When I built myself a new computer a few years ago I had salvaged my data backup drive from my old machine. It was a two terabyte drive that also happened to be where I stored all my photos and my music library. I popped it out of the old and dropped it into the new, and voila… all my media were on the new computer. Yet over the last couple weeks, working from home from this machine, some odd noises have been emitting from the big black box and I’ve been a terrible techie and basically ignored the early warning signs.

Imminent hard drive failure warnings are something like a stage four cancer diagnosis for your computer. You don’t deal with that stuff tomorrow… you act. Today.

Now, to be clear, I do have a cloud backup of all those photos in case of an epic emergency like a fire or a flood, and local backups scattered across old hard drives and such, but my core library is… well, was this drive.

I write “was” because as of this morning that first action step was to immediately start to move all that data to a newer drive…. all seven hundred plus gigabytes of what I hadn’t copied already. (The music files are up next and that’s also nearly a terabyte of data I need to contend with!) All in all, I’m looking at about six hours of data migration today in a race against the ticking timebomb of my hard drive giving up and deciding not to work anymore. A race against a fragile piece of equipment which I need to push to its very limits by copying every last byte of data it has stored inside it. A recipe for a technical nightmare.

Cue the epic action movie soundtrack:

Hard Drives are not Cast Iron…

They are the exact opposite actually… temporary, fragile, and mysterious in their operation. Even so, I use the former every day to share my love of the latter.

So, if you got here by Googling and are mid-panic and wondering how to deal with this kind of error yourself, here’s my advice:

First, stop whatever else you are doing and get that data off the failing hard drive. Put it on another hard disk in your machine. Put it on an external drive. Drag it onto another computer. Move it to memory cards. Push it to USB sticks. Write it onto recordable media like DVDs or even CDs if that’s what you have handy. Whatever you can do to save all those precious files, particularly files you don’t have other copies of, cannot replace, or would be time consuming or expensive to restore. Save as much data as you can first.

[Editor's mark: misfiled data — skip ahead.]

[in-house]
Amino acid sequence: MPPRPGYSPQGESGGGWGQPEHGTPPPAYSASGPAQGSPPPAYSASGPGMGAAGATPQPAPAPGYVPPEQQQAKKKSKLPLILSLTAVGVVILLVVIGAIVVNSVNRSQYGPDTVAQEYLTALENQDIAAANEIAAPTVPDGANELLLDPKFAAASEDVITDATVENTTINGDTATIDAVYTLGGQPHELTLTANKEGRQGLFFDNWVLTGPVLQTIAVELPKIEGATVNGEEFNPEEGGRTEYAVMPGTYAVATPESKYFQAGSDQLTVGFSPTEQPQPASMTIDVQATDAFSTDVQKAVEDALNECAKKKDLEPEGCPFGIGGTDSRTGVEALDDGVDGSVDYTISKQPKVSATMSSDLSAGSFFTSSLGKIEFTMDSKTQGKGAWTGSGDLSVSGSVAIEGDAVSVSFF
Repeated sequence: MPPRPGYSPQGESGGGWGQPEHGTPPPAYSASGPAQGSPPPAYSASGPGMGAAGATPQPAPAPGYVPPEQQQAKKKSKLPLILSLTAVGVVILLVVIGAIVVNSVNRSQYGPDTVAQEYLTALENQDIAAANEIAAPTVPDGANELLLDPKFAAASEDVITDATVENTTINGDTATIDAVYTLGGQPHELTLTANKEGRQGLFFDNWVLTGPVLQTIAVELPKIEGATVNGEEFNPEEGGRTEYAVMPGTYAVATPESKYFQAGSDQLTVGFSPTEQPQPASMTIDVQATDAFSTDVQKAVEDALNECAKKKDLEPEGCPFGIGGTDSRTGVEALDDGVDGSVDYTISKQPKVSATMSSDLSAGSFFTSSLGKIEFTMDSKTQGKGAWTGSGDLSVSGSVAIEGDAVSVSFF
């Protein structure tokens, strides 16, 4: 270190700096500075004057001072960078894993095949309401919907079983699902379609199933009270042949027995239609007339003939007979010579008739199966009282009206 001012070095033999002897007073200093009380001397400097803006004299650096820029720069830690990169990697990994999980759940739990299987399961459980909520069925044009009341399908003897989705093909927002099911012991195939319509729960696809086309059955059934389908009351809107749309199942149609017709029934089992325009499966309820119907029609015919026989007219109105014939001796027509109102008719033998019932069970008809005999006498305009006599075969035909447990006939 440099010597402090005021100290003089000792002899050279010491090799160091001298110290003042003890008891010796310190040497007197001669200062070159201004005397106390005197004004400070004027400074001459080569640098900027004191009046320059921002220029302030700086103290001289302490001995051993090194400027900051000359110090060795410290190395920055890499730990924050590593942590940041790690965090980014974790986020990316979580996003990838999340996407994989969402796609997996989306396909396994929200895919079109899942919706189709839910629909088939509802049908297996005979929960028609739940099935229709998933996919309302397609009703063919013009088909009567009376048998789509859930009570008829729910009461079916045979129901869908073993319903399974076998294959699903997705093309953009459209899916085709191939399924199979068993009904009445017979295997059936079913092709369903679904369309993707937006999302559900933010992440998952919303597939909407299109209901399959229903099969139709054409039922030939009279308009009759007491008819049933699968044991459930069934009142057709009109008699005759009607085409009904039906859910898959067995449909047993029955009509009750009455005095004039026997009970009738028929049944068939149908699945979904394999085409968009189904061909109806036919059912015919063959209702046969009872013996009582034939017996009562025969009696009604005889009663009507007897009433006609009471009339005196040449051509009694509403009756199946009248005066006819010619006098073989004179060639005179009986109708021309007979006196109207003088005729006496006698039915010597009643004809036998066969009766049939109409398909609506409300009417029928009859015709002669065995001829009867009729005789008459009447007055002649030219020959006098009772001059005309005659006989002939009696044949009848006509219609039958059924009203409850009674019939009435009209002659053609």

Second, figure out a backup solution (or two). Backup external hard drives are fairly inexpensive these days and even a hundred bucks to store a decade worth of photos and video is a relatively small investment to protect your memories and work. Free cloud storage products are hard to find anymore, but if you don’t mind paying a hundred bucks a year you can store a lot of data with Apple or Google or Dropbox or any of a dozen reputable companies who will keep your data safe in their datacentres. Watch for fees for things often called “data egress” which means you pay extra to download those files when you need them back.

Third, don’t mess around with broken drives. Get that old hard drive out of your system and replace it. There are lots of software programs that claim to fix or restore failing drives, but too often these are temporary fixes at best, fixes that give you time to nab your data before it’s done for good.

Doubled Down. Do You Carry Multiple Cameras, too?

I have a habit that I have not completely decided if it is a problem… yet.

It results in lots of great photos, hours of video footage, heaps of social-media ready content, and nary a missed moment.

It also results in a sore back, full hands, and often being the guy standing back recording the action rather than fully participating.

The maybe-a-problem is that I usually carry multiple cameras on vacation.

Actually, while these days I’m often lugging a dSLR with multiple lens, an action camera (like a GoPro) with a video stabilizer, and a smartphone (for snapshots or panoramas, and because it’s a phone), I only occasionally doubt the practicality of this approach.

After all there are some pros to having more than one camera:

The Pros.

  • I usually have the “right” camera or lens for the scene.
  • I’ve taken some amazing pictures over the years and often this comes down to having appropriate equipment.
  • All the tech I’ve invested in gets a turn.

On the flip side, I have been known to just bring a single camera somewhere so I can focus (no pun intended) on a single style of picture-taking.

This makes me think of some of the cons of carrying too much equipment, such as:

The Cons.

  • I only have two hands, and spend a lot of time switching or juggling gear.
  • It’s tough to travel light when you’ve got so much technology and an extra bag for it all.
  • I’m likely a higher target for crime or theft.
  • As a photographer I’m not growing as I’m taking the easy way out of switching to the easier equipment for the scene, rather than getting better with what I have in my hand at the moment.

And to be honest, it’s probably writing down that last one that hits me the hardest, the idea that I’m becoming creatively stagnant because I’ve shifted my focus to gear over improving my technique. Learning happens, after all, because we challenge ourselves to solve a problem that we haven’t encountered before.

I don’t want to make any grand gestures or statements here claiming to forever shift to one way of doing things, but I do wonder if I’m in good company with the multi-camera approach to photography… or if I’ve instead shifted to a kind of photographic FOMO: fear of missing out on some perfect shot.

It’s something to pause and think about next time I set out on a photogenic adventure: should I take just one camera, or a whole bag worth?